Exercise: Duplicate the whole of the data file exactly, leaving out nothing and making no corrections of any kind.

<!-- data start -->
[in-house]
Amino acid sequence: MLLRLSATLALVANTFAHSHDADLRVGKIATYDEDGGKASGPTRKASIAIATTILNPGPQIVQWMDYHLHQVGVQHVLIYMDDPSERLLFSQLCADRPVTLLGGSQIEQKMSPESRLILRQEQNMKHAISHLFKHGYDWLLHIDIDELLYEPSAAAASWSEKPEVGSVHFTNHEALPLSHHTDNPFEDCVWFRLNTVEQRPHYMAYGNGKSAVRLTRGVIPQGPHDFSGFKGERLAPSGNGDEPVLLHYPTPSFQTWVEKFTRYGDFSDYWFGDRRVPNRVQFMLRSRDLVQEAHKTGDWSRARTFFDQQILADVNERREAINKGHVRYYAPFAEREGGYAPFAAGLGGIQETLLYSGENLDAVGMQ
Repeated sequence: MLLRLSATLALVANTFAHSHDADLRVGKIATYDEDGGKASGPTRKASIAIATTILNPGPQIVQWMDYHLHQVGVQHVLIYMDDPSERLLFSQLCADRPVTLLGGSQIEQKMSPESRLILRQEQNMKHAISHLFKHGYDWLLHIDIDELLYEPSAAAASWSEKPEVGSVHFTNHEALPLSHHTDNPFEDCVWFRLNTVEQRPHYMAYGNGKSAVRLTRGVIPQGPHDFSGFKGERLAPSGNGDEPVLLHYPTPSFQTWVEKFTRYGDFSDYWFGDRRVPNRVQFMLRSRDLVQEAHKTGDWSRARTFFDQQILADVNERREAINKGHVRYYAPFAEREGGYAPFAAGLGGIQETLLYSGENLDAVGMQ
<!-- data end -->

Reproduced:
[in-house]
Amino acid sequence: MLLRLSATLALVANTFAHSHDADLRVGKIATYDEDGGKASGPTRKASIAIATTILNPGPQIVQWMDYHLHQVGVQHVLIYMDDPSERLLFSQLCADRPVTLLGGSQIEQKMSPESRLILRQEQNMKHAISHLFKHGYDWLLHIDIDELLYEPSAAAASWSEKPEVGSVHFTNHEALPLSHHTDNPFEDCVWFRLNTVEQRPHYMAYGNGKSAVRLTRGVIPQGPHDFSGFKGERLAPSGNGDEPVLLHYPTPSFQTWVEKFTRYGDFSDYWFGDRRVPNRVQFMLRSRDLVQEAHKTGDWSRARTFFDQQILADVNERREAINKGHVRYYAPFAEREGGYAPFAAGLGGIQETLLYSGENLDAVGMQ
Repeated sequence: MLLRLSATLALVANTFAHSHDADLRVGKIATYDEDGGKASGPTRKASIAIATTILNPGPQIVQWMDYHLHQVGVQHVLIYMDDPSERLLFSQLCADRPVTLLGGSQIEQKMSPESRLILRQEQNMKHAISHLFKHGYDWLLHIDIDELLYEPSAAAASWSEKPEVGSVHFTNHEALPLSHHTDNPFEDCVWFRLNTVEQRPHYMAYGNGKSAVRLTRGVIPQGPHDFSGFKGERLAPSGNGDEPVLLHYPTPSFQTWVEKFTRYGDFSDYWFGDRRVPNRVQFMLRSRDLVQEAHKTGDWSRARTFFDQQILADVNERREAINKGHVRYYAPFAEREGGYAPFAAGLGGIQETLLYSGENLDAVGMQ